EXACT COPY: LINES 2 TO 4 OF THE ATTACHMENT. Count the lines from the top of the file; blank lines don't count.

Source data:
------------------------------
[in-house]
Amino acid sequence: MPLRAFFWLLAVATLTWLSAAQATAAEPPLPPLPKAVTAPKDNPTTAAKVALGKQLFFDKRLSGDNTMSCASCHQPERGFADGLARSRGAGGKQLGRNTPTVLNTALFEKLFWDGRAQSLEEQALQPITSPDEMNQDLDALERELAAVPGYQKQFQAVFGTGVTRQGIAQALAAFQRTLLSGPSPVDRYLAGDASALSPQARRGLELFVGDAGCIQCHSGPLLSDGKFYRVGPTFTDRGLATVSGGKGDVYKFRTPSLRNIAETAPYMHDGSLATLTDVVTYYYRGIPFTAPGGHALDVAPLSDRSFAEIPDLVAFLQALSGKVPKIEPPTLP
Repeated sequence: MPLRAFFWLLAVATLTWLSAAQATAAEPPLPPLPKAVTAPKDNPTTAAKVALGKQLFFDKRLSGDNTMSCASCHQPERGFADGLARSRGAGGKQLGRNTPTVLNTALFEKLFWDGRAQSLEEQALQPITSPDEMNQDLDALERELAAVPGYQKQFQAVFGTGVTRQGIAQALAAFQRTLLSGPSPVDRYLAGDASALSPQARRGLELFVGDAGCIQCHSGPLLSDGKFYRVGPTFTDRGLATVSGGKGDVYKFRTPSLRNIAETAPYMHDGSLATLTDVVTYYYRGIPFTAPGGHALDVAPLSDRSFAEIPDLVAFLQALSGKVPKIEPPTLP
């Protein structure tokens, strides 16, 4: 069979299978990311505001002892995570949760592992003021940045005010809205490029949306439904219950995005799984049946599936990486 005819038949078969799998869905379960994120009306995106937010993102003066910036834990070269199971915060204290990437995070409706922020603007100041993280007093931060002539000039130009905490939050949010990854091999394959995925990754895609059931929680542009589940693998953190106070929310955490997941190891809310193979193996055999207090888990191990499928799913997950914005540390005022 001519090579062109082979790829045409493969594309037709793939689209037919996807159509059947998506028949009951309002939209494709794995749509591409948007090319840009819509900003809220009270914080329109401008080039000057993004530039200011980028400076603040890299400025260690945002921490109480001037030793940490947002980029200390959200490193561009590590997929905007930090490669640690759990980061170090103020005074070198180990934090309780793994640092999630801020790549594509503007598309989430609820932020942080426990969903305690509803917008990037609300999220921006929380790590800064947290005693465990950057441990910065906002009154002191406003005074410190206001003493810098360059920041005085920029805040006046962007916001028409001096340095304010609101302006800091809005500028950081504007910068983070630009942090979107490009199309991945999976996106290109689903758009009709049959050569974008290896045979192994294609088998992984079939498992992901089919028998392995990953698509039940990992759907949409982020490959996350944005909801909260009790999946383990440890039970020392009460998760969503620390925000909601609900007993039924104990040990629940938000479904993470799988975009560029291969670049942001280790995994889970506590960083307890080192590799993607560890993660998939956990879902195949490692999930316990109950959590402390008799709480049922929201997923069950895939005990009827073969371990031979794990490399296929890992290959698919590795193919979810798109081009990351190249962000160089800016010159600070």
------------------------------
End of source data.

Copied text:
Amino acid sequence: MPLRAFFWLLAVATLTWLSAAQATAAEPPLPPLPKAVTAPKDNPTTAAKVALGKQLFFDKRLSGDNTMSCASCHQPERGFADGLARSRGAGGKQLGRNTPTVLNTALFEKLFWDGRAQSLEEQALQPITSPDEMNQDLDALERELAAVPGYQKQFQAVFGTGVTRQGIAQALAAFQRTLLSGPSPVDRYLAGDASALSPQARRGLELFVGDAGCIQCHSGPLLSDGKFYRVGPTFTDRGLATVSGGKGDVYKFRTPSLRNIAETAPYMHDGSLATLTDVVTYYYRGIPFTAPGGHALDVAPLSDRSFAEIPDLVAFLQALSGKVPKIEPPTLP
Repeated sequence: MPLRAFFWLLAVATLTWLSAAQATAAEPPLPPLPKAVTAPKDNPTTAAKVALGKQLFFDKRLSGDNTMSCASCHQPERGFADGLARSRGAGGKQLGRNTPTVLNTALFEKLFWDGRAQSLEEQALQPITSPDEMNQDLDALERELAAVPGYQKQFQAVFGTGVTRQGIAQALAAFQRTLLSGPSPVDRYLAGDASALSPQARRGLELFVGDAGCIQCHSGPLLSDGKFYRVGPTFTDRGLATVSGGKGDVYKFRTPSLRNIAETAPYMHDGSLATLTDVVTYYYRGIPFTAPGGHALDVAPLSDRSFAEIPDLVAFLQALSGKVPKIEPPTLP
């Protein structure tokens, strides 16, 4: 069979299978990311505001002892995570949760592992003021940045005010809205490029949306439904219950995005799984049946599936990486 005819038949078969799998869905379960994120009306995106937010993102003066910036834990070269199971915060204290990437995070409706922020603007100041993280007093931060002539000039130009905490939050949010990854091999394959995925990754895609059931929680542009589940693998953190106070929310955490997941190891809310193979193996055999207090888990191990499928799913997950914005540390005022 001519090579062109082979790829045409493969594309037709793939689209037919996807159509059947998506028949009951309002939209494709794995749509591409948007090319840009819509900003809220009270914080329109401008080039000057993004530039200011980028400076603040890299400025260690945002921490109480001037030793940490947002980029200390959200490193561009590590997929905007930090490669640690759990980061170090103020005074070198180990934090309780793994640092999630801020790549594509503007598309989430609820932020942080426990969903305690509803917008990037609300999220921006929380790590800064947290005693465990950057441990910065906002009154002191406003005074410190206001003493810098360059920041005085920029805040006046962007916001028409001096340095304010609101302006800091809005500028950081504007910068983070630009942090979107490009199309991945999976996106290109689903758009009709049959050569974008290896045979192994294609088998992984079939498992992901089919028998392995990953698509039940990992759907949409982020490959996350944005909801909260009790999946383990440890039970020392009460998760969503620390925000909601609900007993039924104990040990629940938000479904993470799988975009560029291969670049942001280790995994889970506590960083307890080192590799993607560890993660998939956990879902195949490692999930316990109950959590402390008799709480049922929201997923069950895939005990009827073969371990031979794990490399296929890992290959698919590795193919979810798109081009990351190249962000160089800016010159600070």